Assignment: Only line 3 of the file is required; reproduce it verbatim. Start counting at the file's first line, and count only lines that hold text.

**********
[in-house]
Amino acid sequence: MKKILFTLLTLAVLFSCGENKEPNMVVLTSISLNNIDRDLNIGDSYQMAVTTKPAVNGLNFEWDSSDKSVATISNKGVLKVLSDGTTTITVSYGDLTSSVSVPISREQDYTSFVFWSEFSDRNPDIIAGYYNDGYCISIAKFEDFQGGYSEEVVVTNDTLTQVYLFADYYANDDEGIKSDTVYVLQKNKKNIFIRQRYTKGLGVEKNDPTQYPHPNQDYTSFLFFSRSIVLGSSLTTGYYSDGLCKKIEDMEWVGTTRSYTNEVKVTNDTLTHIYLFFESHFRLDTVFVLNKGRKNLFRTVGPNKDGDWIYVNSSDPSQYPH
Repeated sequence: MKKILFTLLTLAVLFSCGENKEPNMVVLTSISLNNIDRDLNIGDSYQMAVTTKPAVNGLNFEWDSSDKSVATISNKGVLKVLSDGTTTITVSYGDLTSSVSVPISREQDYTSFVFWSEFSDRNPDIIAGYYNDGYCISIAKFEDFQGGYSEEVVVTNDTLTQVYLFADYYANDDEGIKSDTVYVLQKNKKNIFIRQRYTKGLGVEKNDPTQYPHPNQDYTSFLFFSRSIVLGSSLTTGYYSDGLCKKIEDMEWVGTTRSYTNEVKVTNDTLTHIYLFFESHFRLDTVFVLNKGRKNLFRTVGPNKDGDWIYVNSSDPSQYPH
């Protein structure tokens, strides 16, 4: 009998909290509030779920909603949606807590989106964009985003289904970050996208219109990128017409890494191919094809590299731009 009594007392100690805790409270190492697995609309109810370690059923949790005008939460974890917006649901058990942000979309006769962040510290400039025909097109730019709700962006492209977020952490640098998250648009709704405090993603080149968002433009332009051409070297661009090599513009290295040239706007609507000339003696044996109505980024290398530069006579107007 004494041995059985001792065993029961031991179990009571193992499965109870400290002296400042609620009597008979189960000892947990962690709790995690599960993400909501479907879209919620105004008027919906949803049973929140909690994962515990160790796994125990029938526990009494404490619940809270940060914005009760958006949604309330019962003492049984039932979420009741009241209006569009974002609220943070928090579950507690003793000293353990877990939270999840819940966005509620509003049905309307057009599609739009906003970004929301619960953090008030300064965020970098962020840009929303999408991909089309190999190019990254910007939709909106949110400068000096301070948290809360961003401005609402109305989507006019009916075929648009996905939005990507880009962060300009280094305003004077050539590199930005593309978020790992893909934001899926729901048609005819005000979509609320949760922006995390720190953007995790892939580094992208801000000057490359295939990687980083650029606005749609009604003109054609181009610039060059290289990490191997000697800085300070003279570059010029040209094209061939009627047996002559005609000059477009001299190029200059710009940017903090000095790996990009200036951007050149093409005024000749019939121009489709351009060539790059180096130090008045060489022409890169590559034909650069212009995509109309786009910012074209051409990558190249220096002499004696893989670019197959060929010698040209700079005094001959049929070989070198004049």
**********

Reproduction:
Repeated sequence: MKKILFTLLTLAVLFSCGENKEPNMVVLTSISLNNIDRDLNIGDSYQMAVTTKPAVNGLNFEWDSSDKSVATISNKGVLKVLSDGTTTITVSYGDLTSSVSVPISREQDYTSFVFWSEFSDRNPDIIAGYYNDGYCISIAKFEDFQGGYSEEVVVTNDTLTQVYLFADYYANDDEGIKSDTVYVLQKNKKNIFIRQRYTKGLGVEKNDPTQYPHPNQDYTSFLFFSRSIVLGSSLTTGYYSDGLCKKIEDMEWVGTTRSYTNEVKVTNDTLTHIYLFFESHFRLDTVFVLNKGRKNLFRTVGPNKDGDWIYVNSSDPSQYPH